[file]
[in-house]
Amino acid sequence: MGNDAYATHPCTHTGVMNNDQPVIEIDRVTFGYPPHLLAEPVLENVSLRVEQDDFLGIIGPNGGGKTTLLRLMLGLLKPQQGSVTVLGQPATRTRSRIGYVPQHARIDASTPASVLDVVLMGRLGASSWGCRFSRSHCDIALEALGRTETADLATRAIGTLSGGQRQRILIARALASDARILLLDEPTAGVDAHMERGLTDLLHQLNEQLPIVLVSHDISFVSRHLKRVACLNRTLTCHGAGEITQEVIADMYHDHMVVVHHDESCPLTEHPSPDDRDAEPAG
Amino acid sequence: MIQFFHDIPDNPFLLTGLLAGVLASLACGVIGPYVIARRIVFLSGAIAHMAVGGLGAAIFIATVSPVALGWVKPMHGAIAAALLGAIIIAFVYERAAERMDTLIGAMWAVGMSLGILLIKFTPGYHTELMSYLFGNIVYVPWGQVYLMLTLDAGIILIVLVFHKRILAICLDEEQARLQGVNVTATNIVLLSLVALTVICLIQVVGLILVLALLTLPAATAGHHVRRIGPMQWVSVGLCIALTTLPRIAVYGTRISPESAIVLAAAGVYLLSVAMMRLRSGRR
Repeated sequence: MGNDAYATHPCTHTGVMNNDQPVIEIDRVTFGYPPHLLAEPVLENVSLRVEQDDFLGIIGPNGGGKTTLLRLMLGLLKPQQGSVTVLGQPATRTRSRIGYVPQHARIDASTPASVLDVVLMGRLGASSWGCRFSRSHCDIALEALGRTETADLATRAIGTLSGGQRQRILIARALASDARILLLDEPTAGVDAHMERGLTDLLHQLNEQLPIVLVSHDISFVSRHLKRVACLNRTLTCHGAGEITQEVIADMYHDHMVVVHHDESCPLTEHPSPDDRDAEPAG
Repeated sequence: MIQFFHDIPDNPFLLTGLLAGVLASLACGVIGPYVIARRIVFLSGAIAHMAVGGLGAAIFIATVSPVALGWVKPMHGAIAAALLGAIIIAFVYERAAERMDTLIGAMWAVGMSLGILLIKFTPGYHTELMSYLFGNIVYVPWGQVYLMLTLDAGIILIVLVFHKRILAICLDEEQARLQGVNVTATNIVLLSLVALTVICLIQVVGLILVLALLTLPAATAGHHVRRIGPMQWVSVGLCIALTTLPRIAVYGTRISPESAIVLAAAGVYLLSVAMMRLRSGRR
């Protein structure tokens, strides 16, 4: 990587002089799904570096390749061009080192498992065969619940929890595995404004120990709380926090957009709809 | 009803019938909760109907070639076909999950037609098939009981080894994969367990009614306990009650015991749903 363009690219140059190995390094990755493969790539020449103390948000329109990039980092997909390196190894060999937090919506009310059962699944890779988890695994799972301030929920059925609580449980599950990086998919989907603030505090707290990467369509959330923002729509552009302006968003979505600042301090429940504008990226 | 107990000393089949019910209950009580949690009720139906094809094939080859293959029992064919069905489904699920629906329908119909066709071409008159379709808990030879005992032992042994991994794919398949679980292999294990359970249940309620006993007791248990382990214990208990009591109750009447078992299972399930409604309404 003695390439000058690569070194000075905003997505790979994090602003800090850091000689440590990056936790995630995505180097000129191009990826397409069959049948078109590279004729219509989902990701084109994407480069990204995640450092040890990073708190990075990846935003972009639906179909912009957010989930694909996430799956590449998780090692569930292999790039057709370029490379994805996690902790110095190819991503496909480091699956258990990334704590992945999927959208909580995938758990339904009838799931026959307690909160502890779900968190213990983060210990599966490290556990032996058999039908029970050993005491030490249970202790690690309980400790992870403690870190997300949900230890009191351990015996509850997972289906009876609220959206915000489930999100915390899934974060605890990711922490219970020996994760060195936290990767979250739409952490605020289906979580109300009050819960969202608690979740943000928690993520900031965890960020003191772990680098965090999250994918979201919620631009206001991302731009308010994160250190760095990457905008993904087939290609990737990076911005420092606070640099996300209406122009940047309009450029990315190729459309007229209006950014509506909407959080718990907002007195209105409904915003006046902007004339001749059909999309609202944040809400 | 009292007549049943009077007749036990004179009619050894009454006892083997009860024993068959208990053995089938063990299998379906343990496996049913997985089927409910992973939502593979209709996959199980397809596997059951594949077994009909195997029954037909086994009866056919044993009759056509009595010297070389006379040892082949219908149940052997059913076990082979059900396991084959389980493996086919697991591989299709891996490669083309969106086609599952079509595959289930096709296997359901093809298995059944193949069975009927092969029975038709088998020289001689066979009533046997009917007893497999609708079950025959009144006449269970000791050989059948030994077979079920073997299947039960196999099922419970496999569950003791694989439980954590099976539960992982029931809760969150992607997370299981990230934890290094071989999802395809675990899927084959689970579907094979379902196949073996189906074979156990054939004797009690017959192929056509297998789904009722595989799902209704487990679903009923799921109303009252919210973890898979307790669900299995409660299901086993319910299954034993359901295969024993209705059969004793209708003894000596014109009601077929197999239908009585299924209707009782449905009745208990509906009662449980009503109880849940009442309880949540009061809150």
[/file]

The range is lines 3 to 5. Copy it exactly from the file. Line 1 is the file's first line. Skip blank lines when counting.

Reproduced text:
Amino acid sequence: MIQFFHDIPDNPFLLTGLLAGVLASLACGVIGPYVIARRIVFLSGAIAHMAVGGLGAAIFIATVSPVALGWVKPMHGAIAAALLGAIIIAFVYERAAERMDTLIGAMWAVGMSLGILLIKFTPGYHTELMSYLFGNIVYVPWGQVYLMLTLDAGIILIVLVFHKRILAICLDEEQARLQGVNVTATNIVLLSLVALTVICLIQVVGLILVLALLTLPAATAGHHVRRIGPMQWVSVGLCIALTTLPRIAVYGTRISPESAIVLAAAGVYLLSVAMMRLRSGRR
Repeated sequence: MGNDAYATHPCTHTGVMNNDQPVIEIDRVTFGYPPHLLAEPVLENVSLRVEQDDFLGIIGPNGGGKTTLLRLMLGLLKPQQGSVTVLGQPATRTRSRIGYVPQHARIDASTPASVLDVVLMGRLGASSWGCRFSRSHCDIALEALGRTETADLATRAIGTLSGGQRQRILIARALASDARILLLDEPTAGVDAHMERGLTDLLHQLNEQLPIVLVSHDISFVSRHLKRVACLNRTLTCHGAGEITQEVIADMYHDHMVVVHHDESCPLTEHPSPDDRDAEPAG
Repeated sequence: MIQFFHDIPDNPFLLTGLLAGVLASLACGVIGPYVIARRIVFLSGAIAHMAVGGLGAAIFIATVSPVALGWVKPMHGAIAAALLGAIIIAFVYERAAERMDTLIGAMWAVGMSLGILLIKFTPGYHTELMSYLFGNIVYVPWGQVYLMLTLDAGIILIVLVFHKRILAICLDEEQARLQGVNVTATNIVLLSLVALTVICLIQVVGLILVLALLTLPAATAGHHVRRIGPMQWVSVGLCIALTTLPRIAVYGTRISPESAIVLAAAGVYLLSVAMMRLRSGRR